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Helping Young Children Sleep

Most children struggle at some time or another with sleeping through the night. Of course, when infants are quite young, they need to wake several times in the night, eat, and be reassured that their parents are close and all is well in their world. The need for reassurance, in addition to nourishment, is even stronger if a baby has had difficult times in his life already. I won't discuss helping infants with feelings that may stem from early life struggles in this article. I’ll focus on helping healthy children six months of age and older with the patterns of interrupted sleep that sometimes appears.

After about six months, unless your baby is ill or underweight, he is capable of sleeping through the night much of the time. Children vary greatly in how much sleep they thrive on, but by this age, most parents can hope for a good 7-hour stretch of sleep without waking. However, many children experience feelings that prevent them from sleeping through the night at least some of the time. Most parents do the expedient thing to get their little one back to sleep--they allow him to nurse or have a bottle, and hope for another few hours of rest. For some babies and lucky parents, there's a slow progression toward less waking in the night that ends in all-night sleeping. But other parents put in months of patient accommodation, followed by frustration and mounting stress because neither they nor their child can sleep through the night.
Children need us to respond to them when they waken in the night

We parents want to help our children acquire the ability to sleep through the night, but are faced with a recommended method that requires letting the child cry, frightened and alone in his own bed, without response from us. Many parents can't bear to do this. It doesn't sit well with our instinct to help, to care, and to be trustworthy and available to help when our child needs reassurance.

I think that we parents do need to respond every time a child cries. Children need to know that we will be there for them, especially when their whole system is telling them that something is amiss.

The “I’ll listen until you can fall asleep” approach

There is an effective and supportive way to handle a child’s sleep troubles. This approach allows your child to dissolve the tensions that wake him, and allows you to help him recover from those tensions and sleep peacefully. It's not an easy approach, but it's loving, respectful, and it works.

The principles on which this approach is based are these:

* When children can't sleep through the night (and there are no health or developmental issues such as a fever or a growth spurt), the cause is most likely some kind of emotional tension that bubbles up in the child's mind during sleep.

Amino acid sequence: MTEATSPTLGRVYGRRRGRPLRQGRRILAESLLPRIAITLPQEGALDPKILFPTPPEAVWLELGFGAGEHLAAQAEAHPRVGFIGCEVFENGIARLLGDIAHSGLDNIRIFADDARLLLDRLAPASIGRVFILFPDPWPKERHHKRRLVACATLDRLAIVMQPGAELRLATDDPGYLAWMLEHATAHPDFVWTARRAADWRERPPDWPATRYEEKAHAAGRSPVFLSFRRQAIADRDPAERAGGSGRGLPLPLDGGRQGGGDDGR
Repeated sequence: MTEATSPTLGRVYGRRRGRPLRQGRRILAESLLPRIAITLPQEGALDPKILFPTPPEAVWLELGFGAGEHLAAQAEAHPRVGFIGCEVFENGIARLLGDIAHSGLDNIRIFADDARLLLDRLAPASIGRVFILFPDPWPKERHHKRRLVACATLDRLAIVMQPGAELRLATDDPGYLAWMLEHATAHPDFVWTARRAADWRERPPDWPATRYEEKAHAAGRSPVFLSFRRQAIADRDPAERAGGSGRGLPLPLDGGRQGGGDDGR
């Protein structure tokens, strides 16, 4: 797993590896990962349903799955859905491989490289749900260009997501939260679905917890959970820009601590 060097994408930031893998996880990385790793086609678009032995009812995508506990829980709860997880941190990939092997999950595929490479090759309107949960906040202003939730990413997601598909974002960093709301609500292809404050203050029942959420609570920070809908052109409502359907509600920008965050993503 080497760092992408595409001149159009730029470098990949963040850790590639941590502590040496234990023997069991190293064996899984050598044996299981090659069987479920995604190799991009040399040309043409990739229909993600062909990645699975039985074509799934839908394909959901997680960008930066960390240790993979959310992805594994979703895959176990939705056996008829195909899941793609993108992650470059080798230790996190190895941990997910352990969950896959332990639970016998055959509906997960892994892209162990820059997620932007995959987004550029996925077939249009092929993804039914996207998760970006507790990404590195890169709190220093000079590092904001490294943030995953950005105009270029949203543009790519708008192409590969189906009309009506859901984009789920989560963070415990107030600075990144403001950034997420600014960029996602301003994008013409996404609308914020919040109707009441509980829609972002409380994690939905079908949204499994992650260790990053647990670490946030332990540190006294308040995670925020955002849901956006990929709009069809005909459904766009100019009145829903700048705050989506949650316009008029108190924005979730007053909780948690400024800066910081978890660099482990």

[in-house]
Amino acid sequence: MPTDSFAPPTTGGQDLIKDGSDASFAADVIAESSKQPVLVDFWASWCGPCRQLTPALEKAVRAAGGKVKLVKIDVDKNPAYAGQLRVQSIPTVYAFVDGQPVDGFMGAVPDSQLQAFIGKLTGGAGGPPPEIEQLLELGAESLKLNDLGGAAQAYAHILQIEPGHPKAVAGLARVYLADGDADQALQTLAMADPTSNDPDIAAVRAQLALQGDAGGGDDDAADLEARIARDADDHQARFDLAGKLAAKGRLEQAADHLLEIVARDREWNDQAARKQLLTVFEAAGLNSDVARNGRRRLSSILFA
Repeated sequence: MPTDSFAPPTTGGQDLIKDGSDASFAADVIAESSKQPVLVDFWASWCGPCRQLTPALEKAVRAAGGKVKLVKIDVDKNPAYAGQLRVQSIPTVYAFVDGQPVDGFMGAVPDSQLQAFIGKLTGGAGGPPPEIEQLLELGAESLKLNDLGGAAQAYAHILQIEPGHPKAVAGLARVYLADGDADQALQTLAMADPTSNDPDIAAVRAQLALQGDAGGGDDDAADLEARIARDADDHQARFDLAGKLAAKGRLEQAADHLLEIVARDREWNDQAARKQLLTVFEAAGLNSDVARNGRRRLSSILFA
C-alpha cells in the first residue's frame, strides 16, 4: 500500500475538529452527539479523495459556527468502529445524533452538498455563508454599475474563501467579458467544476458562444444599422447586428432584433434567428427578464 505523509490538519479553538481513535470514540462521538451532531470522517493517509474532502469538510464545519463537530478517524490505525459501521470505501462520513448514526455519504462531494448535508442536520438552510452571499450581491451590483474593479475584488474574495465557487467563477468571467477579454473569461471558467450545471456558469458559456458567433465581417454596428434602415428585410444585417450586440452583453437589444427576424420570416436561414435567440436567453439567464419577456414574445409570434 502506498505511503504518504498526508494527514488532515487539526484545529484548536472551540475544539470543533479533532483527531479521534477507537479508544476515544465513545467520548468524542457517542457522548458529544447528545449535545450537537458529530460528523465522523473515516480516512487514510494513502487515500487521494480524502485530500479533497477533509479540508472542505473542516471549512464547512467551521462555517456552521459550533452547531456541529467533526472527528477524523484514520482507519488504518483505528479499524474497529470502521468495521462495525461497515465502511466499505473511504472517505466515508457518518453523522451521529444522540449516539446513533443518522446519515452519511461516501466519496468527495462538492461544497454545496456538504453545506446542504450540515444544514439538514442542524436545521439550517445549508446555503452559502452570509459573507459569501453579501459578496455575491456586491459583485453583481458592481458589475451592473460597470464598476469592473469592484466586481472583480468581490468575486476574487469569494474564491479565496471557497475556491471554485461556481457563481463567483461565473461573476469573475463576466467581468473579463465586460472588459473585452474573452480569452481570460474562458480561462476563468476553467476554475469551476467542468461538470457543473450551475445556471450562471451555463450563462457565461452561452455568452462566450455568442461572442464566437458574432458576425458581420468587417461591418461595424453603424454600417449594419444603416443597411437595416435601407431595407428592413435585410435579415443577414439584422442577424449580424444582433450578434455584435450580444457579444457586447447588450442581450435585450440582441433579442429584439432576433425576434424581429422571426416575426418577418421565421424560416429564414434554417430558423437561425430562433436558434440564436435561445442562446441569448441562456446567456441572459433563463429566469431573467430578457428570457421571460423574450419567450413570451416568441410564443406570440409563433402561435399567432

* Children’s tensions are relieved when an adult can stay close and listen to how the child feels. The crying, struggling, perspiring, and trembling that children do actually heal their fear and grief, if a parent can be reassuring and attentive. Crying and active struggling and trembling are the child's own best way of getting free of feelings he harbors. Those feelings have sprung from some difficult, unwell, or restless time, either recent or long past.
* Children’s systems are built to offload feelings of upset immediately and vigorously. And our training as parents is to stop them from offloading their feelings! We are taught to give them pacifiers, food, rocking, patting, scolding, and later, time outs and spanking, if the crying or screaming goes on for more than a minute. We are taught to work against the child's own healthy instincts to get rid of bad feelings immediately. So our children store these upsets, and try many times a day to work them out, usually by testing limits or having meltdowns over small issues. If they can’t offload them during the day, the feelings bother them in the night.

This is why nursing or offering a bottle to a child who wakes doesn't keep him from waking again. In fact, as a child’s storehouse of feelings gets fuller he wakes more often, trying to have a good cry. Parents try to solve the problem by offering food or allowing the child to sleep with them as a way to pat the feelings down again. But over time, the pent-up tension inside the child becomes trouble for everyone. (Healthy families in many cultures allow children to sleep with parents, but the good effects of sleeping close together can be negated if no one sleeps well in that arrangement.)By: Patty Wipfler -

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2 Response to Helping Young Children Sleep

November 21, 2010 at 7:19 PM

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December 13, 2010 at 2:07 PM

Great tips, I have my two YOUNG nieces visiting and I can use all the tips I get :)